Saturday, June 25, 2011

Movie Moments: #66


Marathon Man (1976)

Comment:
I have a dentist appointment next week, having broken a tooth on a Tic Tac.  Yes, I know that you are supposed to suck them, not crunch them, but I tend to get impatient with food that lasts a long time.  Tic Tacs, like Minties that rip out fillings, probably generate a lot of dentists’ fees.  I mention this because I have sometimes said to dentists, as they are about to start with their probe, “Yes, it’s safe”, or in a German accent “Is it safe?”  None have ever known what I was talking about.  It comes from this movie (see the clip below).  Sir Laurence Olivier portrays an ex-Nazi, a former dentist, who tortures Dustin Hoffman to find out whether it is safe for him to collect illicit diamonds.  What a superb idea for a torturer, a dentist working on teeth.  Even thinking of it makes me shudder.

Synopsis:
SS dentist Christian Szell, "the White Angel" of Auschwitz, seeks to smuggle priceless diamonds from the United States.  Other people want the diamonds as well.

Quote:
Janeway: In 1945, Szell let it be known around Auschwitz he could provide escape for anybody who could pay the price. He started out with gold naturally, but very quickly worked his way up to diamonds.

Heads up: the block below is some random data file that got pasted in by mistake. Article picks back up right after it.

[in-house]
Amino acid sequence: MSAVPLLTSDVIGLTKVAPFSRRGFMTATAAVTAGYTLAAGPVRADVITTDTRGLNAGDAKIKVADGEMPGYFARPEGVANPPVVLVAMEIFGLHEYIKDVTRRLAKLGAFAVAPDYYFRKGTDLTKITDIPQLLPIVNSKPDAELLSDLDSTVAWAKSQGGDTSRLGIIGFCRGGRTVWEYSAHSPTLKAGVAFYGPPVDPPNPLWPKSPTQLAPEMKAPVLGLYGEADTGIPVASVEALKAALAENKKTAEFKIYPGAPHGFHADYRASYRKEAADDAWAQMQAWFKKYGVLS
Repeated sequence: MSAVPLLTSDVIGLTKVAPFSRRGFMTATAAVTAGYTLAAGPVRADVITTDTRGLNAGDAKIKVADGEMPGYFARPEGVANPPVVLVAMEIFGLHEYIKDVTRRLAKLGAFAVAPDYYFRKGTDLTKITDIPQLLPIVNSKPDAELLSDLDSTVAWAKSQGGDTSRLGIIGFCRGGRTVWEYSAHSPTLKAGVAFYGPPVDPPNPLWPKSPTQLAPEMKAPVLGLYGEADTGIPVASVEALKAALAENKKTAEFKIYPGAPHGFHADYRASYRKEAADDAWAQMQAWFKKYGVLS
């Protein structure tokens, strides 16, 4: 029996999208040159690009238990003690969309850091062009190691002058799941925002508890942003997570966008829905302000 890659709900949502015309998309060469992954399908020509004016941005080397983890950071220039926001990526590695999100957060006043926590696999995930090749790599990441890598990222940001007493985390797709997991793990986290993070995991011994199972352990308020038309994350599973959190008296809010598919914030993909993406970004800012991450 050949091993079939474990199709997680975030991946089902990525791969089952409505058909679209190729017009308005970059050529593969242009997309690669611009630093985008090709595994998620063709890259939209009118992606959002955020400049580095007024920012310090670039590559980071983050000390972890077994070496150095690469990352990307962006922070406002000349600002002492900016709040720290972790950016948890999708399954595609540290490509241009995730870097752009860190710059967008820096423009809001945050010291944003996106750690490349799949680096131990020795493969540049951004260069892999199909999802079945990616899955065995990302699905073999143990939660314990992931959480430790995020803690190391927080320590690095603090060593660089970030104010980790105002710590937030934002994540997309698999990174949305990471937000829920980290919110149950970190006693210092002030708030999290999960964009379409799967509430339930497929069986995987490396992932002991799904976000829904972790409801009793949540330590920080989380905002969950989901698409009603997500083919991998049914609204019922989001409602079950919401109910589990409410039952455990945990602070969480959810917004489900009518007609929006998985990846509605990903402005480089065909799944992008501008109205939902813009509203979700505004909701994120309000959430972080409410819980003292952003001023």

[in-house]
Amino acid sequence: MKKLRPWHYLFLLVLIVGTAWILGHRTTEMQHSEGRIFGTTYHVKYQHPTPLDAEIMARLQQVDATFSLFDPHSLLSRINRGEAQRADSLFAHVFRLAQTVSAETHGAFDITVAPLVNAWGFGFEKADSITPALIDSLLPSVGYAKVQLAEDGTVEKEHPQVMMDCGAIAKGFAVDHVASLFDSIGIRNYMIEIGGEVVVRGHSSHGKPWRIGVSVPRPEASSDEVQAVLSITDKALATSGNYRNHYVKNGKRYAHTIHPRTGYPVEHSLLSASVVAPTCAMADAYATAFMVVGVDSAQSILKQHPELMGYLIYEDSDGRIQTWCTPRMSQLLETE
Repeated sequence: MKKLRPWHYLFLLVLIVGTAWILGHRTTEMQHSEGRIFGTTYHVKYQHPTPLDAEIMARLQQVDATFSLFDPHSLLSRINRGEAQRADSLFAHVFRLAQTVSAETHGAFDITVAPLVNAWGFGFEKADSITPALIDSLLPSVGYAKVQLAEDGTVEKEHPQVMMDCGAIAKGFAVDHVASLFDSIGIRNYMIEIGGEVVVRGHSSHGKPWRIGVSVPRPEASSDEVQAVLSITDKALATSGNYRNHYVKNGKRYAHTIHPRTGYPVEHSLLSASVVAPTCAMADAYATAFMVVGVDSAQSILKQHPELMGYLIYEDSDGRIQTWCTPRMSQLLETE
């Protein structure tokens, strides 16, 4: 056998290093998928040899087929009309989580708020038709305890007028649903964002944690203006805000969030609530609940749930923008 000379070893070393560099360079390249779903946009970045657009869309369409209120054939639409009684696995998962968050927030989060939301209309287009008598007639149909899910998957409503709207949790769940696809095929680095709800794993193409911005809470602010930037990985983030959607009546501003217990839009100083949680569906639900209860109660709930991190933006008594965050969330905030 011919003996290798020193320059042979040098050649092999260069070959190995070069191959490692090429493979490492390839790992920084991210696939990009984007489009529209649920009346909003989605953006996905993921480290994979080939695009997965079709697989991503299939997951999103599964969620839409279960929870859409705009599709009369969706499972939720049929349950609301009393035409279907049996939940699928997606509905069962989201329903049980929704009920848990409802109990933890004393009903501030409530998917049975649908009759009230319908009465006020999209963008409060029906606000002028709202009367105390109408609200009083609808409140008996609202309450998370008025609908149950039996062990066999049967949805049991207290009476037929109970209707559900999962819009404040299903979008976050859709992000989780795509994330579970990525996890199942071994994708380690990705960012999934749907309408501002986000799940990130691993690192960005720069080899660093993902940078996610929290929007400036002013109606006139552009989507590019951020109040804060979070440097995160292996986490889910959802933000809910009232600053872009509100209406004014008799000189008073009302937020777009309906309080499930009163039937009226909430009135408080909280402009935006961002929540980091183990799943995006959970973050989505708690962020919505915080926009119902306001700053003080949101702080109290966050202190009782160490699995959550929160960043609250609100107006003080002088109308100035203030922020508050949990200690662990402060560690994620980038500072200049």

Babe: Why did you say "naturally" when you said he started with gold?
Janeway: Szell knocked it out of the Jews' teeth before he burned them. Szell was a dentist.

Link:
The torture scene (not graphic):

Trivia:
Producer Robert Evans was set upon getting Laurence Olivier to play the part of Szell. However, because Olivier at the time was riddled with cancer, he was uninsurable so Paramount refused to use him. In desperation, Evans called his friends Merle Oberon and David Niven to arrange a meeting with the House of Lords (the upper body of the UK's parliament). There, he urged them to put pressure on Lloyds of London to insure Britain's greatest living actor. The ploy succeeded and a frail Olivier started working on the film. In the end, not only did he net an Oscar nomination for Best Supporting Actor, but his cancer also went into remission. Olivier lived on for another 13 years.


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